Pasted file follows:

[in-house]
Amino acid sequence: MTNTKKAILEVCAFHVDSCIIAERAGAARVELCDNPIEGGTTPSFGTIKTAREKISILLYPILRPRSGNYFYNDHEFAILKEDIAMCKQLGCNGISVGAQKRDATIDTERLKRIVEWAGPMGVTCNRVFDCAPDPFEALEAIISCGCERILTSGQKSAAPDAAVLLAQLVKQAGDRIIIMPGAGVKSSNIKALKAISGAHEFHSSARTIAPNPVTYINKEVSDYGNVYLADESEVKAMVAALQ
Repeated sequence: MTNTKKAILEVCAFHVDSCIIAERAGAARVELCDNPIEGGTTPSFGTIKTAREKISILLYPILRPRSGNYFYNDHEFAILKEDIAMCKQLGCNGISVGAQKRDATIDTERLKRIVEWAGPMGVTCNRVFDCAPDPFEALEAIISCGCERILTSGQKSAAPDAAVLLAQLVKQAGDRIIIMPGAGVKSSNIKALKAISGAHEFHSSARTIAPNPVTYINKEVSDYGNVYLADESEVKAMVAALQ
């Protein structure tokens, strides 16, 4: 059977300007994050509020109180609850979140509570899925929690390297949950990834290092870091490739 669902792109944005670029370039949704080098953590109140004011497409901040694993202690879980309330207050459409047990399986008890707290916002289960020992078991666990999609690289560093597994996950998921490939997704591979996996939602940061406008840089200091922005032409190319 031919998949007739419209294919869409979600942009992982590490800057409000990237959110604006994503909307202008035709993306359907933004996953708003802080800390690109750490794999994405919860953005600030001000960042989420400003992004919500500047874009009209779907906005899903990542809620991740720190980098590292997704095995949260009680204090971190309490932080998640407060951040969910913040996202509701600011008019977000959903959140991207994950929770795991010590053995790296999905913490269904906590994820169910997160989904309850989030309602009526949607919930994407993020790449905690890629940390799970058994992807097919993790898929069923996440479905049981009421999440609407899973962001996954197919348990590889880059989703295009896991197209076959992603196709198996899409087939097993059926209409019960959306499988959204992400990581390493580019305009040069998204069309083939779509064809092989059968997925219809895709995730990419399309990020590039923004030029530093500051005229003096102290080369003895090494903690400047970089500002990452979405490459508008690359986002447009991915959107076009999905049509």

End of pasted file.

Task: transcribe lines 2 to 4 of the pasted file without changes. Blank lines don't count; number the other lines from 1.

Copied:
Amino acid sequence: MTNTKKAILEVCAFHVDSCIIAERAGAARVELCDNPIEGGTTPSFGTIKTAREKISILLYPILRPRSGNYFYNDHEFAILKEDIAMCKQLGCNGISVGAQKRDATIDTERLKRIVEWAGPMGVTCNRVFDCAPDPFEALEAIISCGCERILTSGQKSAAPDAAVLLAQLVKQAGDRIIIMPGAGVKSSNIKALKAISGAHEFHSSARTIAPNPVTYINKEVSDYGNVYLADESEVKAMVAALQ
Repeated sequence: MTNTKKAILEVCAFHVDSCIIAERAGAARVELCDNPIEGGTTPSFGTIKTAREKISILLYPILRPRSGNYFYNDHEFAILKEDIAMCKQLGCNGISVGAQKRDATIDTERLKRIVEWAGPMGVTCNRVFDCAPDPFEALEAIISCGCERILTSGQKSAAPDAAVLLAQLVKQAGDRIIIMPGAGVKSSNIKALKAISGAHEFHSSARTIAPNPVTYINKEVSDYGNVYLADESEVKAMVAALQ
């Protein structure tokens, strides 16, 4: 059977300007994050509020109180609850979140509570899925929690390297949950990834290092870091490739 669902792109944005670029370039949704080098953590109140004011497409901040694993202690879980309330207050459409047990399986008890707290916002289960020992078991666990999609690289560093597994996950998921490939997704591979996996939602940061406008840089200091922005032409190319 031919998949007739419209294919869409979600942009992982590490800057409000990237959110604006994503909307202008035709993306359907933004996953708003802080800390690109750490794999994405919860953005600030001000960042989420400003992004919500500047874009009209779907906005899903990542809620991740720190980098590292997704095995949260009680204090971190309490932080998640407060951040969910913040996202509701600011008019977000959903959140991207994950929770795991010590053995790296999905913490269904906590994820169910997160989904309850989030309602009526949607919930994407993020790449905690890629940390799970058994992807097919993790898929069923996440479905049981009421999440609407899973962001996954197919348990590889880059989703295009896991197209076959992603196709198996899409087939097993059926209409019960959306499988959204992400990581390493580019305009040069998204069309083939779509064809092989059968997925219809895709995730990419399309990020590039923004030029530093500051005229003096102290080369003895090494903690400047970089500002990452979405490459508008690359986002447009991915959107076009999905049509």